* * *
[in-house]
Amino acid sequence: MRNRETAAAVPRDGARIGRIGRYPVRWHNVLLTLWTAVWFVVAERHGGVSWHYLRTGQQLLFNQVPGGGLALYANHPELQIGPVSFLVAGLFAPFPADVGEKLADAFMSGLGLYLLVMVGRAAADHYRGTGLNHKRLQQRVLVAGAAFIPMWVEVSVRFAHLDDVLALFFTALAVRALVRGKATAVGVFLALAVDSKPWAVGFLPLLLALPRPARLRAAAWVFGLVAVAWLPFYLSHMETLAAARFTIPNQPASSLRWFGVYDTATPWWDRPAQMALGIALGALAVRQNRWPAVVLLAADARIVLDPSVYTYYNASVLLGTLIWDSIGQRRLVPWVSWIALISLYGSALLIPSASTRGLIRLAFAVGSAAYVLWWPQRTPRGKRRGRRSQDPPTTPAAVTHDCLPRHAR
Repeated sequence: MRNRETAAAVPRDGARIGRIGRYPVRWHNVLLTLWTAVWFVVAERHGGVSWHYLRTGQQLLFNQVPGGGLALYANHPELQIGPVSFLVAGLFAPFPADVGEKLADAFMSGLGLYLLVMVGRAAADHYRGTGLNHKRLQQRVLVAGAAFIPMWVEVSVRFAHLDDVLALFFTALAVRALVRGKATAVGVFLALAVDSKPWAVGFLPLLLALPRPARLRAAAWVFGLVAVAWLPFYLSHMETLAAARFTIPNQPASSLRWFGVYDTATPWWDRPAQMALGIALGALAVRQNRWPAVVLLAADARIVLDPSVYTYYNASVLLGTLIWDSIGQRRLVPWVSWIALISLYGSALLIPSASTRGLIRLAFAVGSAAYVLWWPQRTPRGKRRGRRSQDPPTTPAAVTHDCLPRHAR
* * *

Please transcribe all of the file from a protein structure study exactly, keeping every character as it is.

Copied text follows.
[in-house]
Amino acid sequence: MRNRETAAAVPRDGARIGRIGRYPVRWHNVLLTLWTAVWFVVAERHGGVSWHYLRTGQQLLFNQVPGGGLALYANHPELQIGPVSFLVAGLFAPFPADVGEKLADAFMSGLGLYLLVMVGRAAADHYRGTGLNHKRLQQRVLVAGAAFIPMWVEVSVRFAHLDDVLALFFTALAVRALVRGKATAVGVFLALAVDSKPWAVGFLPLLLALPRPARLRAAAWVFGLVAVAWLPFYLSHMETLAAARFTIPNQPASSLRWFGVYDTATPWWDRPAQMALGIALGALAVRQNRWPAVVLLAADARIVLDPSVYTYYNASVLLGTLIWDSIGQRRLVPWVSWIALISLYGSALLIPSASTRGLIRLAFAVGSAAYVLWWPQRTPRGKRRGRRSQDPPTTPAAVTHDCLPRHAR
Repeated sequence: MRNRETAAAVPRDGARIGRIGRYPVRWHNVLLTLWTAVWFVVAERHGGVSWHYLRTGQQLLFNQVPGGGLALYANHPELQIGPVSFLVAGLFAPFPADVGEKLADAFMSGLGLYLLVMVGRAAADHYRGTGLNHKRLQQRVLVAGAAFIPMWVEVSVRFAHLDDVLALFFTALAVRALVRGKATAVGVFLALAVDSKPWAVGFLPLLLALPRPARLRAAAWVFGLVAVAWLPFYLSHMETLAAARFTIPNQPASSLRWFGVYDTATPWWDRPAQMALGIALGALAVRQNRWPAVVLLAADARIVLDPSVYTYYNASVLLGTLIWDSIGQRRLVPWVSWIALISLYGSALLIPSASTRGLIRLAFAVGSAAYVLWWPQRTPRGKRRGRRSQDPPTTPAAVTHDCLPRHAR